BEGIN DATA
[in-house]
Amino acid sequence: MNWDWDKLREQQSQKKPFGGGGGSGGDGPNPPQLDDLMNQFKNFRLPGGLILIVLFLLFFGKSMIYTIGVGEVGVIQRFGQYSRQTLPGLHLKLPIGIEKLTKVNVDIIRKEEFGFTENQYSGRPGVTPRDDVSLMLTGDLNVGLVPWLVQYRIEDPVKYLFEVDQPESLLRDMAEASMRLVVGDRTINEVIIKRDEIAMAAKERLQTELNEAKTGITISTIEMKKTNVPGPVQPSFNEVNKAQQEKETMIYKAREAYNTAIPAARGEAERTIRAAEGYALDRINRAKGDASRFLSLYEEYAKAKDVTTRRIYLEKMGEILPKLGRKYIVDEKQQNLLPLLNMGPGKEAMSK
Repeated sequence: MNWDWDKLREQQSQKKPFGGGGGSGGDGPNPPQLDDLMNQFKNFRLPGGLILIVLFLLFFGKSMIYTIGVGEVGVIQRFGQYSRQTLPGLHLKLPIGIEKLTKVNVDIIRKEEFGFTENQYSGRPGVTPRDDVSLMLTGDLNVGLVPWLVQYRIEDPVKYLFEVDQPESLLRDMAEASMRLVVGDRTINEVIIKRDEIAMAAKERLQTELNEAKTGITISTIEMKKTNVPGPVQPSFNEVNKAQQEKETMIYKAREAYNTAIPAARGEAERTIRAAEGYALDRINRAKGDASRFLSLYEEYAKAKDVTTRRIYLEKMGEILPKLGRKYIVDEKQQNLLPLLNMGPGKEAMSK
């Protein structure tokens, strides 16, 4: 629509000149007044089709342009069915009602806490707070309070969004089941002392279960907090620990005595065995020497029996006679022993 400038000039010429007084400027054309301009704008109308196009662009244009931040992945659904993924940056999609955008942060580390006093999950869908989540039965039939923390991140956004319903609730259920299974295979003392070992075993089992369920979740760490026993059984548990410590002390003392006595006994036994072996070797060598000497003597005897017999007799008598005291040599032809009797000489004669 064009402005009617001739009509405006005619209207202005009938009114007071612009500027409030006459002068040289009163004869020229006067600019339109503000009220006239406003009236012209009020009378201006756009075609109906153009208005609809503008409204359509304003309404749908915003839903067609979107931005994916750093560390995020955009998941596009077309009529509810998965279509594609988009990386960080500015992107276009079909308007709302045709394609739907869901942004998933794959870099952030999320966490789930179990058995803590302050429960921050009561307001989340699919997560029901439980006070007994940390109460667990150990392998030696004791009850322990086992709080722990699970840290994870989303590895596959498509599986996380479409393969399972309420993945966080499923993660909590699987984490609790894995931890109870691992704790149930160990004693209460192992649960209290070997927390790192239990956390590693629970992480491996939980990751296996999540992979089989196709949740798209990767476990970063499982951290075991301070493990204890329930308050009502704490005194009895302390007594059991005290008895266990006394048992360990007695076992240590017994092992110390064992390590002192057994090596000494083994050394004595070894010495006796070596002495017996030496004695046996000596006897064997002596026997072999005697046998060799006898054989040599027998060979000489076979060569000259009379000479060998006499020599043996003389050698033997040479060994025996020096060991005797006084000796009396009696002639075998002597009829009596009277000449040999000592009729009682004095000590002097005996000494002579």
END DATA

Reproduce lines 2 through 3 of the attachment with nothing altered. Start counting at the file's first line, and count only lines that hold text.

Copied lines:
Amino acid sequence: MNWDWDKLREQQSQKKPFGGGGGSGGDGPNPPQLDDLMNQFKNFRLPGGLILIVLFLLFFGKSMIYTIGVGEVGVIQRFGQYSRQTLPGLHLKLPIGIEKLTKVNVDIIRKEEFGFTENQYSGRPGVTPRDDVSLMLTGDLNVGLVPWLVQYRIEDPVKYLFEVDQPESLLRDMAEASMRLVVGDRTINEVIIKRDEIAMAAKERLQTELNEAKTGITISTIEMKKTNVPGPVQPSFNEVNKAQQEKETMIYKAREAYNTAIPAARGEAERTIRAAEGYALDRINRAKGDASRFLSLYEEYAKAKDVTTRRIYLEKMGEILPKLGRKYIVDEKQQNLLPLLNMGPGKEAMSK
Repeated sequence: MNWDWDKLREQQSQKKPFGGGGGSGGDGPNPPQLDDLMNQFKNFRLPGGLILIVLFLLFFGKSMIYTIGVGEVGVIQRFGQYSRQTLPGLHLKLPIGIEKLTKVNVDIIRKEEFGFTENQYSGRPGVTPRDDVSLMLTGDLNVGLVPWLVQYRIEDPVKYLFEVDQPESLLRDMAEASMRLVVGDRTINEVIIKRDEIAMAAKERLQTELNEAKTGITISTIEMKKTNVPGPVQPSFNEVNKAQQEKETMIYKAREAYNTAIPAARGEAERTIRAAEGYALDRINRAKGDASRFLSLYEEYAKAKDVTTRRIYLEKMGEILPKLGRKYIVDEKQQNLLPLLNMGPGKEAMSK